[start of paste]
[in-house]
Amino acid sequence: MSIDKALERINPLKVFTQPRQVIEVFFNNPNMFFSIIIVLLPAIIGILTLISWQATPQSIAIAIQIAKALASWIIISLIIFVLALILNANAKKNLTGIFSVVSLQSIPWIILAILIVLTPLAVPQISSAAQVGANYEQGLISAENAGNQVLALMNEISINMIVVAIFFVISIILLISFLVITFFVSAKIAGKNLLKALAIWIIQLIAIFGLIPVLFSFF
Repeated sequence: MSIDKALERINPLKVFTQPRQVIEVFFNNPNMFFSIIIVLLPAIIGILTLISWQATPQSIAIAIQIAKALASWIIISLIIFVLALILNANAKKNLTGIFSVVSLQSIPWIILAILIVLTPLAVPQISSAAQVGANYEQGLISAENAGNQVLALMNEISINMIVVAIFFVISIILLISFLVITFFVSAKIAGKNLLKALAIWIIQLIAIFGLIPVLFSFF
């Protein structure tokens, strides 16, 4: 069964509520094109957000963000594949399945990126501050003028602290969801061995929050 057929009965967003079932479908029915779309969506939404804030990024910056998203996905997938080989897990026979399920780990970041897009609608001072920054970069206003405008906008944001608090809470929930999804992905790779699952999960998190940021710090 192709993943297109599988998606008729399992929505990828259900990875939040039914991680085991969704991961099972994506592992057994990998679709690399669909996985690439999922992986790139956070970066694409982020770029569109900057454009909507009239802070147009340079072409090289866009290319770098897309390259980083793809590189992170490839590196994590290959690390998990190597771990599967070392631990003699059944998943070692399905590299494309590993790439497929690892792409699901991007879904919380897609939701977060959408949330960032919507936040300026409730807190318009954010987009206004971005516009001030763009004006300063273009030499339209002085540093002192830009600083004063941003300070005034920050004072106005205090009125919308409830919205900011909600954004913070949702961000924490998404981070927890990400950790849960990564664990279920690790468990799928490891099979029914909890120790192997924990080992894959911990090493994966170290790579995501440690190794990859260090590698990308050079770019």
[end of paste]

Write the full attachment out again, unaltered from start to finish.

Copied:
[in-house]
Amino acid sequence: MSIDKALERINPLKVFTQPRQVIEVFFNNPNMFFSIIIVLLPAIIGILTLISWQATPQSIAIAIQIAKALASWIIISLIIFVLALILNANAKKNLTGIFSVVSLQSIPWIILAILIVLTPLAVPQISSAAQVGANYEQGLISAENAGNQVLALMNEISINMIVVAIFFVISIILLISFLVITFFVSAKIAGKNLLKALAIWIIQLIAIFGLIPVLFSFF
Repeated sequence: MSIDKALERINPLKVFTQPRQVIEVFFNNPNMFFSIIIVLLPAIIGILTLISWQATPQSIAIAIQIAKALASWIIISLIIFVLALILNANAKKNLTGIFSVVSLQSIPWIILAILIVLTPLAVPQISSAAQVGANYEQGLISAENAGNQVLALMNEISINMIVVAIFFVISIILLISFLVITFFVSAKIAGKNLLKALAIWIIQLIAIFGLIPVLFSFF
């Protein structure tokens, strides 16, 4: 069964509520094109957000963000594949399945990126501050003028602290969801061995929050 057929009965967003079932479908029915779309969506939404804030990024910056998203996905997938080989897990026979399920780990970041897009609608001072920054970069206003405008906008944001608090809470929930999804992905790779699952999960998190940021710090 192709993943297109599988998606008729399992929505990828259900990875939040039914991680085991969704991961099972994506592992057994990998679709690399669909996985690439999922992986790139956070970066694409982020770029569109900057454009909507009239802070147009340079072409090289866009290319770098897309390259980083793809590189992170490839590196994590290959690390998990190597771990599967070392631990003699059944998943070692399905590299494309590993790439497929690892792409699901991007879904919380897609939701977060959408949330960032919507936040300026409730807190318009954010987009206004971005516009001030763009004006300063273009030499339209002085540093002192830009600083004063941003300070005034920050004072106005205090009125919308409830919205900011909600954004913070949702961000924490998404981070927890990400950790849960990564664990279920690790468990799928490891099979029914909890120790192997924990080992894959911990090493994966170290790579995501440690190794990859260090590698990308050079770019």